In his twenties, his angel face earned him the status of a rock and romantic icon, adored by a generation of groupies. And while his hair now has a nice shade of grey, Jackson Browne hasn't lost any of his charm. But it would be a monumental mistake to sum it up in this way.
For what shines in him is first and foremost his unrivalled talent for writing. Since the age of 16, his pen has been dancing on paper, producing hits galore for some of the world's greatest artists, including the charismatic Nico and his lifelong friends from The Eagles. It's rare to see so many doubts and existential questions in such a young artist. And yet, as a magician of words and emotions, Jackson Browne has always laid down on his blank sheets of paper the reflections of a rebellious and tortured soul who seems to have already reached the maturity of the old man he has become.
He will take the time to put down his clear and powerful voice before performing his own compositions, acknowledging that at the beginning of his career he "didn't sing very well". His early songs are introspective gems set to rock music with a folk twist, as only the West Coast knows how to produce.
But the young singer quickly took a committed turn. He began to tell the story of the America he met on the road. The one who protests against the Vietnam War, the disillusioned one who no longer believes in the dreams sold by the media, the one who prefers to turn to human values rather than to enter the cycle of excessive consumption. In the 1980s, he signed very committed pamphlets against President Reagan, nuclear power and then against the Bush dynasty. No doubt, when asked to express his convictions, Jackson Browne has the guitar in his hand and rage in his heart. But those who know him well know that behind this ginger protest lies a generous man who is more sincere than ever.
At age 16, Jackson Browne wrote These Days, a song full of nostalgia and expectation. One that an old backpacker could have written. It will take 6 years for the aspiring songwriter to perform it himself on For Everyman. In that time, the text will have passed through the hands of artists like Nico, Tom Rush or Gregg, contributing to the young man's notoriety.
Finally confident enough to take the plunge, the rocker's first album with folk accents was released in 1972. But for him, the year was especially marked by the hit Take It Easy, written for the Los Angeles cowboys, The Eagles. In 1974, he released the very good Late For the Sky, which finally brought him public recognition. His lifelong friend, Bruce Springsteen, said: "No album from the 70s could capture the disillusionment, disappointment and grief of post-Vietnam America so well". But his greatest commercial success was Running on Empty (1977), whose title, Rosie, was taken up a decade later by a certain Francis Cabrel.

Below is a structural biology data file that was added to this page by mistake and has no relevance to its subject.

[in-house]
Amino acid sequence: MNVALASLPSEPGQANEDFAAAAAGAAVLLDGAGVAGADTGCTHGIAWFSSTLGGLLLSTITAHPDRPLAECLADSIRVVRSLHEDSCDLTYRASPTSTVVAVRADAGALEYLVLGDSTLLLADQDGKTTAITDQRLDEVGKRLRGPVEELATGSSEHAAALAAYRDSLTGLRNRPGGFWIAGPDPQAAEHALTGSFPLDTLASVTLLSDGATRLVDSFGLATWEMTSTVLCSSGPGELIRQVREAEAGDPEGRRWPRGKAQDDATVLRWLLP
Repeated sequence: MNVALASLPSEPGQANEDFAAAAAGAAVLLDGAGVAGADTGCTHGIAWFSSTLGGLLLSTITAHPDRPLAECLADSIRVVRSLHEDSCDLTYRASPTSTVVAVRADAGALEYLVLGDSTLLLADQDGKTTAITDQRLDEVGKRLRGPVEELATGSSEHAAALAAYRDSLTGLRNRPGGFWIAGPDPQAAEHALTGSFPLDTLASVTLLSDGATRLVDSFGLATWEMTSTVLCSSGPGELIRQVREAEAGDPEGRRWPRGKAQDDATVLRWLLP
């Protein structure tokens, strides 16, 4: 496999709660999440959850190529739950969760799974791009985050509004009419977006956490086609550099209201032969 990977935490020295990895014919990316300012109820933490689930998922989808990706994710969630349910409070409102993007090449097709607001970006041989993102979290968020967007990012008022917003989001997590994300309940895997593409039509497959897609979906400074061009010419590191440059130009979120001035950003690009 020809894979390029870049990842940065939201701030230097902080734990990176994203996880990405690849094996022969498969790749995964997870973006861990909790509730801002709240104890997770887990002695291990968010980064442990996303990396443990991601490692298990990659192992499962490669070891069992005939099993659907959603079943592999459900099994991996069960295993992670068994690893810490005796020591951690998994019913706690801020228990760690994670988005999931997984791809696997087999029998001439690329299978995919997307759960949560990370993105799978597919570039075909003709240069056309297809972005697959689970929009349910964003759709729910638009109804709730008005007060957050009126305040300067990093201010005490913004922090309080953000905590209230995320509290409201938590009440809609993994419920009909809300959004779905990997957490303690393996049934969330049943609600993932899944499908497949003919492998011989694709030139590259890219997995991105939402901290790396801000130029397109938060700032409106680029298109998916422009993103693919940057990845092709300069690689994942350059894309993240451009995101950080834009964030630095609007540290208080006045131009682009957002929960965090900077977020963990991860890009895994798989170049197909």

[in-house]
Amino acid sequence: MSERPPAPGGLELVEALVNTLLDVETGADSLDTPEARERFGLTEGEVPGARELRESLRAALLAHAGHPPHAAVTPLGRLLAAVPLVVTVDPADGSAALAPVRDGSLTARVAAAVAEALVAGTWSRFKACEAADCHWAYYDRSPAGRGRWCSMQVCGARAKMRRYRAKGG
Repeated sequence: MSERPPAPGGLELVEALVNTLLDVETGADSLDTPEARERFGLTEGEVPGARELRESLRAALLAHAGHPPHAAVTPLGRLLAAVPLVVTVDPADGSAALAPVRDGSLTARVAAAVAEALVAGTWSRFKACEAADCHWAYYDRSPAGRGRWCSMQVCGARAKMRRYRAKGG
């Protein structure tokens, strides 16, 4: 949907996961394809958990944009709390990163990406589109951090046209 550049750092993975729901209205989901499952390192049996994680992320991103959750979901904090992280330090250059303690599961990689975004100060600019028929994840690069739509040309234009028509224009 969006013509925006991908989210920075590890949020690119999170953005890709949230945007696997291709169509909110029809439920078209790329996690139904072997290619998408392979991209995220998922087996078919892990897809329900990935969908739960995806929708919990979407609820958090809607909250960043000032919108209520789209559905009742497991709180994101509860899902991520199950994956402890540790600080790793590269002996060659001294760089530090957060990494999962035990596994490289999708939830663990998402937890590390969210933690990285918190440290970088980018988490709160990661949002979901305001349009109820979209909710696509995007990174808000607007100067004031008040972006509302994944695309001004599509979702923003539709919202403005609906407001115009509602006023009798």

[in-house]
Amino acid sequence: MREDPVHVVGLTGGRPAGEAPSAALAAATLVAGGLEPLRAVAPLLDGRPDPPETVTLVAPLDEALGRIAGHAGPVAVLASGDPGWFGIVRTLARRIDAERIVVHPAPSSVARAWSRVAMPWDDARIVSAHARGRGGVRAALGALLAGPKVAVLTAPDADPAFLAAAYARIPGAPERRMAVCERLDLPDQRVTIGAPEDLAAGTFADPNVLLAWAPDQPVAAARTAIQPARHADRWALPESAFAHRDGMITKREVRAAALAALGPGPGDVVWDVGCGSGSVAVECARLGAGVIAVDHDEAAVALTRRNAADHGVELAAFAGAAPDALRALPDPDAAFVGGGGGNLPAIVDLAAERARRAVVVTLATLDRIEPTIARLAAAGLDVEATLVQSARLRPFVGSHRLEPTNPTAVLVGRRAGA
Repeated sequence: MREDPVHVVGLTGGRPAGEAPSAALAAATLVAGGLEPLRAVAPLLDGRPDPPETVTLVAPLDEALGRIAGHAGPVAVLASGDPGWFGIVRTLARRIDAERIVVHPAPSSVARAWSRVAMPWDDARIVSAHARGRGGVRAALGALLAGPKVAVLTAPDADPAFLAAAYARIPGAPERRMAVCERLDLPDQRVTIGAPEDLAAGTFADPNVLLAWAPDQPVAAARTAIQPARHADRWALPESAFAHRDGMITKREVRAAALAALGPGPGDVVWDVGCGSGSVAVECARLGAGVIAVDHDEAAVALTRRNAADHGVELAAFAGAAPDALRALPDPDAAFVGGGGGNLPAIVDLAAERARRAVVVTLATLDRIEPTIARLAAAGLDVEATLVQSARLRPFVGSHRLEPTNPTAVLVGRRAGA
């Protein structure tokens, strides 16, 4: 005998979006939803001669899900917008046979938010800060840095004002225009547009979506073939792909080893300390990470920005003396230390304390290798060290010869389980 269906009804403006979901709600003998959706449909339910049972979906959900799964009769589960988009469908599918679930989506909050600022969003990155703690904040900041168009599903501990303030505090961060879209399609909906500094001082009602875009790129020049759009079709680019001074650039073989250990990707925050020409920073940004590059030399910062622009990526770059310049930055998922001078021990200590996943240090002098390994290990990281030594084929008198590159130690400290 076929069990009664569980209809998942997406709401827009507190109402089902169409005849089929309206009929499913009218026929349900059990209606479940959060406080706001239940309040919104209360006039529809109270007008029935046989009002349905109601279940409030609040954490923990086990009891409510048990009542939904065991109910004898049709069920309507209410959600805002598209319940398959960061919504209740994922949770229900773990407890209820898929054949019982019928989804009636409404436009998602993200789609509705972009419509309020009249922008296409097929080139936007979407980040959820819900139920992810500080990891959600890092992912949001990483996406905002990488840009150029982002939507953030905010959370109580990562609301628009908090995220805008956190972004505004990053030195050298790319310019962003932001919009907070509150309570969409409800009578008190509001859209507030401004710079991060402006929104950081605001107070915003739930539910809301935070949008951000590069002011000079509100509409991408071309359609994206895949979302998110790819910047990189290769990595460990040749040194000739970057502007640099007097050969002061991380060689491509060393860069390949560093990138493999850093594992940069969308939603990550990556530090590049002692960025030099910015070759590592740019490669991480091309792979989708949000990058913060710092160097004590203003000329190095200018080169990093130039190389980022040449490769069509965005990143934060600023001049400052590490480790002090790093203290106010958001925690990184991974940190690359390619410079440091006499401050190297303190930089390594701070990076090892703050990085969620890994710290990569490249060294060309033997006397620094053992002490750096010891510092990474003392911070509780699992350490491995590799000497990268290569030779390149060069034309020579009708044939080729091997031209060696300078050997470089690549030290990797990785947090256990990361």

If Jackson Browne's texts became more and more assertive as he grew older, the 1980s would be a turning point. He emerged as a committed artist and passionate activist, notably with the albums Lawyers in Love (1983) and Lives in the Balance (1986), which openly criticized Reagan's policies. In the 1990s and 2000s, the artist may be less productive on the music scene, but he will continue to be involved in humanitarian causes and environmental protection.
Now mature, the singer is back in force with Standing in the Breach, an album that has long been missing in the rock world. Folk-rock with a country feel, his album has the understated elegance of the Protestant anthems they served in his youth. And although he knows full well that his ideals may never come true, he is wise enough to know that imagining a world where human connections and love would prevail over profit is already a step forward.
What's amazing about Jackson Browne is that his voice still sounds exactly the same as it did 40 years ago. No frills, on stage it's just him and his musicians delivering his best songs, interspersed with tons of anecdotes. You can really feel their generosity and the pleasure they take in being together. His concert was certainly one of the best in my life.
Jackson Browne is a discreet icon of American folk-rock, but make no mistake about it. His lyrics and music have influenced an entire generation, including some very great artists. It's always a pleasure to see him on stage, where he tells stories full of reality and emotion.
Although the Californian's angel face now displays a few fine gulps, the voice has lost none of its velvet. Recognizable among a thousand. And for those who would still like to convince themselves of Jackson Browne's talent as a melodist, it is worth looking at the two albums preceding Time The Conqueror, the immense Solo Accoustics 1 & 2, collections of songs recorded live, without artifice and interspersed with monologues.